Deidre Beddoe begins her essay with a plain statement: ‘Welsh women are culturally invisible’ (227). She adds that Welsh identity is based on three male groups of mass proportions: ‘coalminers, rugby players and male voice choirs’ (227). In comparison the Welsh woman is ‘a bit of trimming on the male image of Wales’ (227).
Beddoe wonders why this is the case and she suggests that the three factors involved are ‘Patriarchy, Capitalism and History’ (228). She describes Wales as ‘a patriarchal society, in which the activities and views of men are held in far higher esteem than those of women’ (228). Through coal-mining and other industries, capitalism has dominated Welsh culture with the ambiguous figure of the coalminer representing both ‘wealth’ and ‘rebellion’ (228). Women’s unwaged roles in capitalist societies often go unnoticed and Beddoe believes that this is the case in Wales. There is also the problem of the selective bias of history which is ‘not only divided along class lines but along gender lines too’ (229).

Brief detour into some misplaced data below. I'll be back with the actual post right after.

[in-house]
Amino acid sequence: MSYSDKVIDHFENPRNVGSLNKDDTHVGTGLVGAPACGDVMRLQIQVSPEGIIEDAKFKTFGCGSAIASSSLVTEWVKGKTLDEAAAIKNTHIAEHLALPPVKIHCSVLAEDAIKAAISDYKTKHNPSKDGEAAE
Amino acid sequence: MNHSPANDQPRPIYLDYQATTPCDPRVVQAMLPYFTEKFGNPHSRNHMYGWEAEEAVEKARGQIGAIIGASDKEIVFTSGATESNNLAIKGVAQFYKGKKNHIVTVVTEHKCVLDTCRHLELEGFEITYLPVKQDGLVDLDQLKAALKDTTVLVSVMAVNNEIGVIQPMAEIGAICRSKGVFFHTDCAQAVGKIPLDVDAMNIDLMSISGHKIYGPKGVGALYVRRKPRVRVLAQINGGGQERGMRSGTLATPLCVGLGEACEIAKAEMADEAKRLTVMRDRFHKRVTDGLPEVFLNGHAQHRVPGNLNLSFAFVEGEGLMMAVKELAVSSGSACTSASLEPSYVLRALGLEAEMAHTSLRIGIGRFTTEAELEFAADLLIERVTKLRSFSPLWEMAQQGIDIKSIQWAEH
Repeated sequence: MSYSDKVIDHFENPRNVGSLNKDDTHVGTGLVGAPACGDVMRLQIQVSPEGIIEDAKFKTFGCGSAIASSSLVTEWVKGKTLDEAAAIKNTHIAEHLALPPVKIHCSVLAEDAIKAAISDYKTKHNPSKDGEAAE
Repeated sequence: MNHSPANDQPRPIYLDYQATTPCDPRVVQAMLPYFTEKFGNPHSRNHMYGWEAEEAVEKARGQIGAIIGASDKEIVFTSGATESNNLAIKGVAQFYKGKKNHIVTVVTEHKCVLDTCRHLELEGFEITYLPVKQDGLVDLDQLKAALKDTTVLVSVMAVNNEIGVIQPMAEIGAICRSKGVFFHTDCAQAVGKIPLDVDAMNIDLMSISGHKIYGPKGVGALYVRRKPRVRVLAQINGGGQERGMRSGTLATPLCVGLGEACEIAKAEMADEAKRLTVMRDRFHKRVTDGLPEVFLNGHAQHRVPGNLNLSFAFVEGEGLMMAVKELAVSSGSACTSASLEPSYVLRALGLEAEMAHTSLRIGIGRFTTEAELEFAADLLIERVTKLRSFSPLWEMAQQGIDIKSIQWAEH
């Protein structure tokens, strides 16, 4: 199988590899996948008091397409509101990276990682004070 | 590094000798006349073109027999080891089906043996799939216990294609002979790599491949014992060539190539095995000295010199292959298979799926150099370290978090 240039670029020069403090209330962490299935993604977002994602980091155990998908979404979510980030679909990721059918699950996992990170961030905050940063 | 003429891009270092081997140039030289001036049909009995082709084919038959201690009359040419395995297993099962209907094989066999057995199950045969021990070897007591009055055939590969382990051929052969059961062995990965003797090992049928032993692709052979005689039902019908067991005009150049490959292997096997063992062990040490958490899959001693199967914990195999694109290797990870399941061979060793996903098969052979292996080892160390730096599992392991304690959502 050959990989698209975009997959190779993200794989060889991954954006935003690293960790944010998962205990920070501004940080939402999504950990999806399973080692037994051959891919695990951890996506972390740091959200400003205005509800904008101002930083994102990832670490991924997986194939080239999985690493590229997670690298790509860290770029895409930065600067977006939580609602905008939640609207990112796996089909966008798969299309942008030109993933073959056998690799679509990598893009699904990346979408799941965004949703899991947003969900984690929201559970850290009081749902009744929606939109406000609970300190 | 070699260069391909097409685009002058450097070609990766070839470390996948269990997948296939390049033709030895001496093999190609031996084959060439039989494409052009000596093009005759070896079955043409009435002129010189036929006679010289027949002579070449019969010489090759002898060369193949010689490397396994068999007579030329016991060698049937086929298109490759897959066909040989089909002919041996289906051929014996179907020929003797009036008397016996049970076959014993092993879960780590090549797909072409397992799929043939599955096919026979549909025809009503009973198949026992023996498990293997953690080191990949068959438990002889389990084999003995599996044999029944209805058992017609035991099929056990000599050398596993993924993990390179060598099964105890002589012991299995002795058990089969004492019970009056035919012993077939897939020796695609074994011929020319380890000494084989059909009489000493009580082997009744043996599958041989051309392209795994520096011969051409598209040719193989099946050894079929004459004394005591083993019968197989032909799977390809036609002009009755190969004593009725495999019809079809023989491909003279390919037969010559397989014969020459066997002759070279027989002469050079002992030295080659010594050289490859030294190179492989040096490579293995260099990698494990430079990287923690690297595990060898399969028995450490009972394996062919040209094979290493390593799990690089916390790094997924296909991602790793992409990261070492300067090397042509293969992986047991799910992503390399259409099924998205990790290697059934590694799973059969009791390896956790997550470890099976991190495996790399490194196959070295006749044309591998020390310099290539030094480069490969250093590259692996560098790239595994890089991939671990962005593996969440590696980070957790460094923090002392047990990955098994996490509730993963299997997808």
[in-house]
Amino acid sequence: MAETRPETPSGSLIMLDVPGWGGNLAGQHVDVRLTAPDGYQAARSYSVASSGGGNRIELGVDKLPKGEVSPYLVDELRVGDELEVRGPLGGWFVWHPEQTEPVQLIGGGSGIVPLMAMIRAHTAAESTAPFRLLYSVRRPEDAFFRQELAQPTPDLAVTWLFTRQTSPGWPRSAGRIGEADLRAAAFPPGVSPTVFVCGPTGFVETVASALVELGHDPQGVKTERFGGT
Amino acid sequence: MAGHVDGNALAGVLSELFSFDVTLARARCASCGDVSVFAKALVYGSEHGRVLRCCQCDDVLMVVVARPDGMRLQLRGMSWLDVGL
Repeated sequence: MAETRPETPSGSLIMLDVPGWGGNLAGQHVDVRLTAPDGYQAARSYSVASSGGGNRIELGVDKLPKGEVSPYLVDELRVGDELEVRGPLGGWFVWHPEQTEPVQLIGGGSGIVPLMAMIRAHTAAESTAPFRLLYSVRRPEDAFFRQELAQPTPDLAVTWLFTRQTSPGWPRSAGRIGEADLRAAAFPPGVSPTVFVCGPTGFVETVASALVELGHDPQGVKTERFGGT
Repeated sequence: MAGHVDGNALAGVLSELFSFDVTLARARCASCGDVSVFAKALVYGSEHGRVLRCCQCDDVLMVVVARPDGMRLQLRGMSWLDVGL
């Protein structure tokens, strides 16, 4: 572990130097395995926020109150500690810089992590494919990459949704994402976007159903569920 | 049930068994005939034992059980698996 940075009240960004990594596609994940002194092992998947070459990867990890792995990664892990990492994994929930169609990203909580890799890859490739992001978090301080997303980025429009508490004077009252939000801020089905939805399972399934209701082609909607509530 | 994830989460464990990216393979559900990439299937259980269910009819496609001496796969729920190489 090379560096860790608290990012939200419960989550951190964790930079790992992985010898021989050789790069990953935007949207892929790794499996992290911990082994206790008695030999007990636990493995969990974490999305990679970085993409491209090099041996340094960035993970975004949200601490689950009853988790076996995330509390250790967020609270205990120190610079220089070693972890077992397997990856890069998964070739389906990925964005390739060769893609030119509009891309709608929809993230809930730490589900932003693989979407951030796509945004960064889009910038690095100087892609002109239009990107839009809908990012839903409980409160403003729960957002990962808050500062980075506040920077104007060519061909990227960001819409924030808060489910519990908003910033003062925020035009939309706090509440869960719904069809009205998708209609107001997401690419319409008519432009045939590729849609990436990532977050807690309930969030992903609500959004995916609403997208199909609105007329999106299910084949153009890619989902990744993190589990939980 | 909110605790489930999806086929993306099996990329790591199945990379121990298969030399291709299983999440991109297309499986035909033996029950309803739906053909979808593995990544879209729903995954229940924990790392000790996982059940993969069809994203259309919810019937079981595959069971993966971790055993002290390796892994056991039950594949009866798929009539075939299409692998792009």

Beddoe now considers representations of Welsh women as opposed to images of women in other parts of the UK and she suggests that there are a number of types:
• The Welsh Mam. ‘[H]ardworking, ‘pious’ and clean, a mother to her sons and responsible for the home, she appears in Richard Llewellyn’s How Green Was My Valley (1939). Considering the Mam historically, Beddoe notes that before the rise of industry in the 19th century, women worked on the land alongside men, yet later they became ‘economically dependent upon her husband’s and son’s wages’ (230). She held sway in the domestic sphere only.
• The Welsh Lady in National Costume. A device of tourism, the Welsh costume was invented by Augusta Hall, Lady Llanover (1802-96) who led the ‘romantic revival’ in Wales. It was created at a time when ‘the old peasant costume was dying out’ (233). The invented costume was decorous and difficult to work in.